Fearing that American aircraft development was stagnating in the face of technological advances made overseas, the US Army Air Corps issued Request for Data R-40C in 1940 which the Army hoped would encourage designers to create innovative new aircraft that went beyond the traditional monoplane with engine in front arrangement that had become standard during the 1930s. Three aircraft came out of this request: the Vultee XP-54, the Curtiss XP-55 Ascender, and the radical Northrop XP-56 Black Bullet.


This is the first installment in a three-part series that takes a look at the Request for Data R-40C aircraft. 


(US Air Force)

Before merging with Consolidated Aircraft in 1943, the Vultee Aircraft Corporation had found its greatest success with the A-31 Vengeance dive bomber and the BT-13 Valiant trainer. Hoping to remain relevant and acquire another military contract, Vultee responded to the R-40C request with the XP-54, unofficially as the Swoose Goose. Vultee planned to use the experimental Pratt & Whitney X-1800hyper engine,” which they expected to provide up to 2,200 turbocharged horsepower and carry the Swoose Goose to a tope speed of 510 mph at 20,000 feet. But when the X-1800 engine was cancelled, Vultee was forced to substitute a less powerful Lycoming H-2470 engine, which turned out to be inadequate for such a large aircraft. Without enough power for dogfighting at high altitude, the Swoose Goose was reclassified as a bomber-interceptor.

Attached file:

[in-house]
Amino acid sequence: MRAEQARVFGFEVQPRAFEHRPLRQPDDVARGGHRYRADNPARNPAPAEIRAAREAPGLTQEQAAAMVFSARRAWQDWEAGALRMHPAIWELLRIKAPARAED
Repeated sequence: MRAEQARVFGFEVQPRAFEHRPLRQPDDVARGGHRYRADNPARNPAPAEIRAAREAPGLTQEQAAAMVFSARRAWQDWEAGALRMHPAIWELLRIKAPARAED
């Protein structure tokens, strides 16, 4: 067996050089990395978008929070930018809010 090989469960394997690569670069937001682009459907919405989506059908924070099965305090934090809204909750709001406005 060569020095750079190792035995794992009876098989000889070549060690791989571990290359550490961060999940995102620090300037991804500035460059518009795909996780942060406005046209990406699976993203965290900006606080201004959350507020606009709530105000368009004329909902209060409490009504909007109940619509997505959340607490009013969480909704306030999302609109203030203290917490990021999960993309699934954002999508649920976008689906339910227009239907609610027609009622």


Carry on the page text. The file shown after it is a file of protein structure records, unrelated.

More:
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(San Diego Air and Space Museum)

Since the XP-54 was no longer a dedicated fighter, its armament was reconfigured to give a heavier punch, and the six .50 caliber machine guns in the nose were changed to two .50 caliber machine guns and two 37mm cannons. But the lower muzzle velocity of the cannons caused difficulty with aiming, so Vultee came up with a novel solution. They devised a system where the entire nose of the aircraft could be tilted upward three degrees in order to lob the cannon shells at the target. The nose could also be lowered six degrees for attacking ground targets. Another Vultee innovation was a pilot’s seat that lowered beneath the plane through a hatch so the pilot could be raised into the cockpit. This mechanism also served to drop the pilot through the bottom of the fuselage in case of emergency, making it essentially an early downward ejection seat.

The pilot’s seat lowered for access to the cockpit (San Diego Air and Space Museum)

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Two prototypes were built, and the maiden flight took place on January 15, 1943, followed by 86 test flights. But as is so often the case in aircraft development of the period, the Lycoming engine just wasn’t up to the task and the XP-54 never achieved the hoped-for performance. It managed a top speed of only 381 mph and took 10 minutes to reach 23,000 feet. With the completion of a second prototype, the first was used for spare parts, but the second Swoose Goose few only once before the project was canceled in 1942. Vultee considered developing the XP-54 into the XP-68 Tornado by using a more powerful Wright R-2160 Tornado 42-cylinder engine, but when development of the Tornado engine was also cancelled the Tornado airplane followed suit, and the XP-54 became the last airplane designed by Vultee before the merger with Consolidated to form Consolidated-Vultee, or Convair.

(US Air Force)

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Connecting Flights


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